For example, if we are departing from a short runway, increases in atmospheric pressure can shorten takeoff distance. But decreasing payload, or waiting for cooler temperatures or better winds makes an even bigger difference in aircraft performance. (see “What Matters Most: If a Performance Chart Could Talk,” July 2021 AOPA Pilot) Knowing what changes to make in a pressure situation can mean earning a new commercial certificate or even walking away from a landing after an engine failure.
Mathematical models can shed light on ways to optimize performance. Saying that one quantity is equal to some combination of others tells a story about the relative importance of those ingredients, and it can betray what matters most.
Yeah, I get it. Although my degrees are in mathematics, like most people my eyes can glaze over when I see lots of symbols. Like any story, these equations take time to unpack to distill their messages. I hope you’ll agree that the relationships below are compelling enough to be worth that effort.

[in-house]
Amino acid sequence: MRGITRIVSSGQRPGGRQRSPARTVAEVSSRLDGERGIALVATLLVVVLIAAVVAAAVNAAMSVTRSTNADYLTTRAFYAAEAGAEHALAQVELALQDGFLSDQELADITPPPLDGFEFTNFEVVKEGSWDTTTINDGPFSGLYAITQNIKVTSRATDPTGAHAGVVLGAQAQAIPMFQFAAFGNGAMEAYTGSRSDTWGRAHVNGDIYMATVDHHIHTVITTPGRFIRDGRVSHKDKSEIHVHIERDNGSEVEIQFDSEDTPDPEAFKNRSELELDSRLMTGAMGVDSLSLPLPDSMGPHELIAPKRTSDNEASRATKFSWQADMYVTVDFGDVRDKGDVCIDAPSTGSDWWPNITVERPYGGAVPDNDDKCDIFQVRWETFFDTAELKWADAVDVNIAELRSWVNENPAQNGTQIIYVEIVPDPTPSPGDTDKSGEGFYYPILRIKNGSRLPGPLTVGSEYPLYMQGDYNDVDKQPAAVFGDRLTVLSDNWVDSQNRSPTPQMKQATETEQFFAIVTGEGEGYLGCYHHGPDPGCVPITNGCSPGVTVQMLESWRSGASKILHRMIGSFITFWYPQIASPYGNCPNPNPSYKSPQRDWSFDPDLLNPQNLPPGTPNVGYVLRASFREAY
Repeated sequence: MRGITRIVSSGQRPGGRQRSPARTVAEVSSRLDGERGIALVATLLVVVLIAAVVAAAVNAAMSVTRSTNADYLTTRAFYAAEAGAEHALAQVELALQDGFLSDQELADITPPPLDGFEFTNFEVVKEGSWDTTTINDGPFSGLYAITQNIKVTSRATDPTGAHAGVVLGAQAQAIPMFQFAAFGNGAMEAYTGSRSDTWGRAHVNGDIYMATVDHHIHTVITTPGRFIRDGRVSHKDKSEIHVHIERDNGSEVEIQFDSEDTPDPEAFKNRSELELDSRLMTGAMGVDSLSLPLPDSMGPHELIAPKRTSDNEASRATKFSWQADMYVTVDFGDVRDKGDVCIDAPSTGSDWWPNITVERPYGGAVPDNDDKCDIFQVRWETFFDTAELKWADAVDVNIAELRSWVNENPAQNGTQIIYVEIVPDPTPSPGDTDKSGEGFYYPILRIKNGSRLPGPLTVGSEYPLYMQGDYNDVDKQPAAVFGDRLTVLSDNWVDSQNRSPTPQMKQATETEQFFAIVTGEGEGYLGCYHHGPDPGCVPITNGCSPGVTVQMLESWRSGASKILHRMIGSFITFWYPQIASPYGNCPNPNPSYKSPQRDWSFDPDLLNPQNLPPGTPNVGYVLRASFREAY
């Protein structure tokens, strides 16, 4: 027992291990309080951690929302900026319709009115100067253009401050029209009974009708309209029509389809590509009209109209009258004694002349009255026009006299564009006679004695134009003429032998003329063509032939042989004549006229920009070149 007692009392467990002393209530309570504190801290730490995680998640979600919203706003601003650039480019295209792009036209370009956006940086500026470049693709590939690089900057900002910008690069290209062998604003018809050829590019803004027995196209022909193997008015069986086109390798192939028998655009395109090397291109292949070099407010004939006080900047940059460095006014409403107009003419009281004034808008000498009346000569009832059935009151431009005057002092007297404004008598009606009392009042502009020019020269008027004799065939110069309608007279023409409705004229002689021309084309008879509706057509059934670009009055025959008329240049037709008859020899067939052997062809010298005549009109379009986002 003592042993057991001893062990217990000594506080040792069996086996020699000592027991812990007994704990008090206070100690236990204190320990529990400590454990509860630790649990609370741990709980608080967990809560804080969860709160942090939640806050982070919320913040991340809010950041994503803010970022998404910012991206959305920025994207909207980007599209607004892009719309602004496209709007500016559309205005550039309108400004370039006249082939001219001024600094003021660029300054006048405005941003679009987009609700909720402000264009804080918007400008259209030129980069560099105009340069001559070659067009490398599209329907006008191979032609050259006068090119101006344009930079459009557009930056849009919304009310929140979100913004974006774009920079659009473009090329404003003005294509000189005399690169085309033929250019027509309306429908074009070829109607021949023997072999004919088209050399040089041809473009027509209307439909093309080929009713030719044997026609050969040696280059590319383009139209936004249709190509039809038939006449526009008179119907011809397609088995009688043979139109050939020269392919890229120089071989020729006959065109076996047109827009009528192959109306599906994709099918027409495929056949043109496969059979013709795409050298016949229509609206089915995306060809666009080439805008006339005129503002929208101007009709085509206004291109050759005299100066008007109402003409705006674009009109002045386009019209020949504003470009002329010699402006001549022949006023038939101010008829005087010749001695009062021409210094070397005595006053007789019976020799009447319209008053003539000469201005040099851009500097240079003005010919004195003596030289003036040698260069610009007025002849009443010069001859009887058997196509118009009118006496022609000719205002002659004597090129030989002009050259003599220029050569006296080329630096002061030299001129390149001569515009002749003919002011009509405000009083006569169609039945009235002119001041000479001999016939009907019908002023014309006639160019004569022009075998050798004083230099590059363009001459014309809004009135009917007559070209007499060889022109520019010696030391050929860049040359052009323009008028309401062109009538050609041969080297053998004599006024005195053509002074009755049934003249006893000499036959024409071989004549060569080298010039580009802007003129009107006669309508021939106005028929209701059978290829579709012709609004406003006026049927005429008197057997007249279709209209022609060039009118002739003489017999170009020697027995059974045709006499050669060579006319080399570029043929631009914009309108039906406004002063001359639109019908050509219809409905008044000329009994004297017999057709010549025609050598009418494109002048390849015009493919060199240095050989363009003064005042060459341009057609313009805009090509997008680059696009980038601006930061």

Let’s start by defining what it means for a quantity A to be proportional to B. In that case, A is a multiple of B, so doubling B means that A is doubled too. Cutting B in half has the same effect on A. For example, the lift generated by our airplanes is proportional to air density so, all other factors equal, airplanes generate about half the lift at 18,000 feet msl than they do at sea level. Lift is also proportional to (absolute) angle of attack, so doubling angle of attack increases lift by a factor of two provided the latter is below the critical angle of attack.
Now, we should pay special attention when A is proportional to B2. In this case, doubling B quadruples A, and cutting B in half reduces A by a factor of four. For example, since lift is proportional to the square of airspeed, changes in airspeed have a profound effect on lift—more so than either air density or angle of attack. When you see the power of two in a formula, that should get your attention.
Let’s consider four flight situations for which the power of two can show us what matters most.
When I give commercial or flight instructor practical exams, candidates often report that the chandelle is a great save-the-day maneuver in a box canyon situation where reversing course in a confined area is critical to averting disaster. But considering what’s important for a tight turn shows the chandelle is not a technique for our mountain-flying toolbox.